Georgina Cherry

Data Scientist
13 VSM 01
9am-5pm, Monday to Friday


Areas of specialism

data science; ontology; social listening; taxonomy; animal health; digital innovation; data management; information science; information management

My qualifications

MCLIP Chartered Member of CILIP
MSc Information Science
City University
BSc Biochemistry (Toxicology)
University of Surrey

Previous roles

2017 - 2018
Marketing Data Manager
University of Surrey
2016 - 2017
Digital Content Assistant
University of Surrey
2012 - 2016
Taxonomy Specialist
Artesian Solutions
2016 - 2016
Product Marketer
Artesian Solutions
2008 - 2012
Information Manager
Hibu (
2004 - 2008
Information Officer
Council of Mortgage Lenders
2002 - 2003
Library Assistant
University of Surrey


Research interests

Research projects

Georgina Cherry and Ruth Alafiatayo standing in front of a banner in Zoetis' diagnostic lab training centre in Lyon


Georgina Cherry, Taranpreet Rai, Andrea Wright, Richard Brown, Kevin Wells, Street Travis lee, Alasdair James Charles Cook (2022)Understanding feline pruritis from the pet owners perspective: can social media listening identify and describe a pet patients pathway through a disease process in veterinary medicine?

Abstract for ISPOR Europe 2022 poster presentation. Social media are seldom explored in animal health despite the potential for insights into pet owners’ perceptions. Owners often seek information and advice online before seeking veterinary care. The aim was to investigate owners’ perceptions of feline allergic skin disease using Social Asset, a proof-of-concept social listening (SL) platform to create a dataset concerning information-seeking behaviours.

Georgina CHERRY, Taranpreet Rai, Luke Boyden, Sitira Williams, Andrea Wright, Richard Brown, Viva Chu, Alasdair J. C. Cook, Kevin Wells (2023)Comparative Analysis Of Pet-Parent Reported Pruritic Symptoms In Cats: Data From Social Media Listening And Surveys

Estimating population-level burden, abilities of pet-parents to identify disease and demand for veterinary services worldwide is challenging. The purpose of this study is to compare a feline pruritus survey with social media listening (SML) data discussing this condition. Surveys are expensive and labour intensive to analyse but SML data is freeform and requires careful filtering for relevancy. This study considers data from a survey of owner-observed symptoms of 156 pruritic cats conducted using Pet Parade® and SML posts collected through web-scraping, to gain insights into the characterisation and management of feline pruritus. SML posts meeting a feline body area, behaviour and symptom were captured and reviewed for relevance representing 1299 public posts collected from 2021 to 2023. The survey involved 1067 pet-parents who reported on pruritic symptoms in their cats. Among the observed cats, approximately 18.37% (n=196) exhibited at least one symptom. The most frequently reported symptoms were hair loss (9.2%), bald spots (7.3%) and infection, crusting, scaling, redness, scabbing, scaling, or bumpy skin (8.2%). Notably, bald spots were the primary symptom reported for short-haired cats, while other symptoms were more prevalent in medium and long-haired cats. Affected body areas, according to pet-parents, were primarily the head, face, chin, neck (27%), and the top of the body, along the spine (22%). 35% of all cats displayed excessive behaviours consistent with pruritic skin disease. Interestingly, 27% of these cats were perceived as non-symptomatic by their owners, suggesting an under-identification of itch-related signs. Furthermore, a significant proportion of symptomatic cats did not receive any skin disease medication whether prescribed or over the counter (n=41). These findings indicate a higher incidence of pruritic skin disease in cats than recognized by pet owners, potentially leading to a lack of medical intervention for clinically symptomatic cases. The comparison between the survey and social media listening data revealed bald spots were reported in similar proportions in both datasets (25% in the survey and 28% in SML). Infection, crusting, scaling, redness, scabbing, scaling, or bumpy skin accounted for 31% of symptoms in the survey, whereas it represented 53% of relevant SML posts (excluding bumpy skin). Abnormal licking or chewing behaviours were mentioned by pet-parents in 40% of SML posts compared to 38% in the survey. The consistency in the findings of these two disparate data sources, including a complete overlap in affected body areas for the top 80% of social media listening posts, indicates minimal biases in each method, as significant biases would likely yield divergent results. Therefore, the strong agreement across pruritic symptoms, affected body areas, and reported behaviours enhances our confidence in the reliability of the findings. Moreover, the small differences identified between the datasets underscore the valuable insights that arise from utilising multiple data sources. These variations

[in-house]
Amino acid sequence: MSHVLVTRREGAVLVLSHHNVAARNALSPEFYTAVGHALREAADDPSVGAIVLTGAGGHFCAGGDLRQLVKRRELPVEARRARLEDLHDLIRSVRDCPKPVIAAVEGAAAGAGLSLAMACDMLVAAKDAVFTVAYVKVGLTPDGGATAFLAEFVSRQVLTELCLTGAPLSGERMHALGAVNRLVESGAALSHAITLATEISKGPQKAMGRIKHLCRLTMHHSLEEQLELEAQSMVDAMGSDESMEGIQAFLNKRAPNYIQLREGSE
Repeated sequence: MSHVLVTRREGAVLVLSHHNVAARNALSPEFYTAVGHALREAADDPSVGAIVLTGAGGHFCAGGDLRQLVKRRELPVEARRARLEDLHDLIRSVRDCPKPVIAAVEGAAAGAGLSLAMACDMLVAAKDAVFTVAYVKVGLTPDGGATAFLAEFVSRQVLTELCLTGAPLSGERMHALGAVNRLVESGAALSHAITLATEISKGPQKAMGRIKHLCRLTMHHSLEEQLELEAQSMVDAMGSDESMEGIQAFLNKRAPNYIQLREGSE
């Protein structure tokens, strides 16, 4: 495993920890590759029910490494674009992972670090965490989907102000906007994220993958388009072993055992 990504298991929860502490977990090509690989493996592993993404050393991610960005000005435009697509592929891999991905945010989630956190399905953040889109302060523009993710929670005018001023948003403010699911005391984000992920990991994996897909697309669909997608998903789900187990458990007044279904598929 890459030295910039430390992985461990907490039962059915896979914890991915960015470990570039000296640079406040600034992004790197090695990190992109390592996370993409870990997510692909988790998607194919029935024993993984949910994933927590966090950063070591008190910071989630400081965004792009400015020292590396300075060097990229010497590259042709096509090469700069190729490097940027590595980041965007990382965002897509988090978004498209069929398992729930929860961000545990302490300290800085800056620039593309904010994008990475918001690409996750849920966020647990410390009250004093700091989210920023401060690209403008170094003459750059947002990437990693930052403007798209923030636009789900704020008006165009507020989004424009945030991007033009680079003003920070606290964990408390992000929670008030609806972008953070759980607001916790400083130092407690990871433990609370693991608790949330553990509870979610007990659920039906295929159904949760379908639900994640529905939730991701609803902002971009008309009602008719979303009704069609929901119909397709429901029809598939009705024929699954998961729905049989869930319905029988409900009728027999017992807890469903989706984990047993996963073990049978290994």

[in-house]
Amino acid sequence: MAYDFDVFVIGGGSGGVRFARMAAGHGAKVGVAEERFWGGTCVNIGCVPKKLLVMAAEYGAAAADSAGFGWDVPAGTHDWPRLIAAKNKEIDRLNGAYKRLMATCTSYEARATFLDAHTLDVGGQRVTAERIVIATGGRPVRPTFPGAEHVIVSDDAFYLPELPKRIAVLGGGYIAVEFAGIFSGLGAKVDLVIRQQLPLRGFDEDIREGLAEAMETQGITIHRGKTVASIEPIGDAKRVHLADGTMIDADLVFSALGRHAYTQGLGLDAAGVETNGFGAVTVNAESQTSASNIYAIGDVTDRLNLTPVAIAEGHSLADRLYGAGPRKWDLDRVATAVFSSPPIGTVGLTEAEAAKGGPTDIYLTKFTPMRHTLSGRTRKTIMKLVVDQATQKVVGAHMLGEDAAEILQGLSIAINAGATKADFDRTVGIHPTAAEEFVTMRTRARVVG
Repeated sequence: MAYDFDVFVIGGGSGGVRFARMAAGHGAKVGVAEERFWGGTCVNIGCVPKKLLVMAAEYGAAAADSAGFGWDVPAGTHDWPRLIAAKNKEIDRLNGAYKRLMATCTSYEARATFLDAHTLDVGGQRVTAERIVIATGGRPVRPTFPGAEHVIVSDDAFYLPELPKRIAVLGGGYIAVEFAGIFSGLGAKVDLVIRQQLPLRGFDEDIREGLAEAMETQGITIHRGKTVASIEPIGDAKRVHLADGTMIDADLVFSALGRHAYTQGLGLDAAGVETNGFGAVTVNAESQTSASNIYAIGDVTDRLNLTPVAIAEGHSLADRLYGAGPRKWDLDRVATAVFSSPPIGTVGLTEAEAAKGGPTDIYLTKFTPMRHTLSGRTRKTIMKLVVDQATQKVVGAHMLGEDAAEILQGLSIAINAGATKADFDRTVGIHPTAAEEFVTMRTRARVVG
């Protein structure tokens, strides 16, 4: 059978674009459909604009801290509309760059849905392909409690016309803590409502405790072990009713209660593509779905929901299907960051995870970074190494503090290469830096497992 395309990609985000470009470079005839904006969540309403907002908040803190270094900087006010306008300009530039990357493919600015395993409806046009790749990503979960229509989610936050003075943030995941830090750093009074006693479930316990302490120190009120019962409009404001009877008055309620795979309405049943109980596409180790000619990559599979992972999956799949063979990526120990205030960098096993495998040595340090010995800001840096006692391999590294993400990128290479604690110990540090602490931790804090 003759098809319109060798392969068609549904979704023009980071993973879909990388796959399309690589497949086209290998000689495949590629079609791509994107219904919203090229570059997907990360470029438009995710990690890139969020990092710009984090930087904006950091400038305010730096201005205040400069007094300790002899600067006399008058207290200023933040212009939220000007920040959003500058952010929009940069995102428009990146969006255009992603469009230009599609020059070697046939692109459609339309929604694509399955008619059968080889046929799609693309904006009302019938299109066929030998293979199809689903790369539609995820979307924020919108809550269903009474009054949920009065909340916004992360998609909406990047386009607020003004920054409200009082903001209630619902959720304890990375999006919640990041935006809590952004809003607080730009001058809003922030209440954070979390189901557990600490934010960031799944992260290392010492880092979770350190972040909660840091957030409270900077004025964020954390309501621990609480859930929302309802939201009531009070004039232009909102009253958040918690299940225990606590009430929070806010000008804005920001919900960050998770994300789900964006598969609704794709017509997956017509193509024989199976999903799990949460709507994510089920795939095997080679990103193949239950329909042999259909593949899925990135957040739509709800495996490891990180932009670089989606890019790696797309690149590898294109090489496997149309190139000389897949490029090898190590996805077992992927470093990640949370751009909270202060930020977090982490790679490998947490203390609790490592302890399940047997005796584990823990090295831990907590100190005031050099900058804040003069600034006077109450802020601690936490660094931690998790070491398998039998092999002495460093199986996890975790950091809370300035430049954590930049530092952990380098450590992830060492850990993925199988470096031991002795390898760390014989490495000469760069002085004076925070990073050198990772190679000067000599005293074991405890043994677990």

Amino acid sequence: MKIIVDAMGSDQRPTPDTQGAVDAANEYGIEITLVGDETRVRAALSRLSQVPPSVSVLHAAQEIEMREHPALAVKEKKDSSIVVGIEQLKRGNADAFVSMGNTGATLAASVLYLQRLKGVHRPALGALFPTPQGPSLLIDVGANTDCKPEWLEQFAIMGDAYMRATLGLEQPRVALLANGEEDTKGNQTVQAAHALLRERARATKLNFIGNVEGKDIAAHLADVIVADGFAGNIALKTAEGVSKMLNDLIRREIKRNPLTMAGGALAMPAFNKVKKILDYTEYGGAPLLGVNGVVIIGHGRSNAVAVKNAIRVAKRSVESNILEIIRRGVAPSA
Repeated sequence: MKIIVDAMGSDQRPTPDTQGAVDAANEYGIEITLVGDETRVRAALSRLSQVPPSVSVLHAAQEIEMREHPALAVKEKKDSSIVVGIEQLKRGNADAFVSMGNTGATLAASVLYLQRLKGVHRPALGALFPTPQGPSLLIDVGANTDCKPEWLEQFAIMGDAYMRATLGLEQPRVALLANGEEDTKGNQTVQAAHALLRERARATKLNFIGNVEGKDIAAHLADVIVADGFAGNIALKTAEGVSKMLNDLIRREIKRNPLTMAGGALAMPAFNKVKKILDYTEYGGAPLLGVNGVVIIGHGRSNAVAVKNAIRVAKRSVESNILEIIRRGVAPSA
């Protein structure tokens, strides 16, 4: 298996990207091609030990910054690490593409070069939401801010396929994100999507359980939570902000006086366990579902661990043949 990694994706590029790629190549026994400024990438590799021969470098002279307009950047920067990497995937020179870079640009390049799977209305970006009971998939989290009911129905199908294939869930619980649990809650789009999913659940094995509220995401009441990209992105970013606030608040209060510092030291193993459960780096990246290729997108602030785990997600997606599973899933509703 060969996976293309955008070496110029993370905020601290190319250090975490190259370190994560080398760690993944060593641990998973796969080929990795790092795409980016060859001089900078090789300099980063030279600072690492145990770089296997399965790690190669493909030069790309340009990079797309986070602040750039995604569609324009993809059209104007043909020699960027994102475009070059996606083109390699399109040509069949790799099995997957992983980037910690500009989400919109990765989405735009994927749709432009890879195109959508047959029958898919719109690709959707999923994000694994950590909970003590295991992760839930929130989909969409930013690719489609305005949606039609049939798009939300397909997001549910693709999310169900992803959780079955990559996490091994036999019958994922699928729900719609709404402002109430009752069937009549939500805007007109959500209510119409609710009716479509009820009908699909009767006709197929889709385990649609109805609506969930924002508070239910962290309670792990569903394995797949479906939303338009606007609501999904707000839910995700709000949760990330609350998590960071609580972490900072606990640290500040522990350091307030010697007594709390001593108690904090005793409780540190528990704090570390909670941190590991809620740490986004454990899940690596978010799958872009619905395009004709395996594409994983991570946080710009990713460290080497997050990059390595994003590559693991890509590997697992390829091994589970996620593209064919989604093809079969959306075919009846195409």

Georgina CHERRY, Nikolai Kazantsev, Taranpreet Rai, Sitira Williams, Andrea Wright, TRAVIS LEE Lee STREET, Kevin Wells, Alasdair James Charles Cook, Theo Kanellos (2023)SEMANTIC SENSING FOR DATA INNOVATION

Industrial regulation to protect privacy, intellectual property and proprietary information often restricts data sharing ─ an important prerequisite for developing services in the digital economy. Social media data is publicly available for data mining but requires intensive cleaning and harmonisation before analysis. This paper reveals the process of semantic sensing to convert social network tweets into meaningful insights. Our research question is: how to realise semantic sensing for data innovation? We use design science research to develop an artefact-ontology that collects tweets by pet owners talking about their itchy pet into knowledge graphs, including symptoms, location, breed, timestamp and potential cause and converts them into a thematic map of the regional occurrence of symptoms and potential treatment needs, providing vital information for data innovation. The semantic engine can predict potential causes of itching from the tweet, so a Chatbot may contact the pet owner, inviting them to a veterinary screening. Animal health and pharma companies can use this information to position their services. Our theoretical contribution is a process of semantic sensing, which is a vital part of dynamic capability. Although limited to animal health, the results could be transferred to other contexts.


The open data market size is estimated at €184 billion and forecast to reach between €199.51 and €334.21 billion in 2025. In this paper, we conceptualise the semantic data innovation platform, which will be able to answer inter-disciplinary questions via semantic reasoning over open data. We use 750 open animal healthcare datasets to exemplify this work, covering mainly poultry, swine, ruminants, and other livestock, which are complemented by open data from complementary domains, such as geographic location, medicine and virology. We aggregate the domain knowledge (classes) and enable the logical links (properties) between these classes. The prototype encapsulates the complexity of animal healthcare knowledge into ontology, which can answer complex questions using semantic reasoning on the datasets (answer-as-a-service).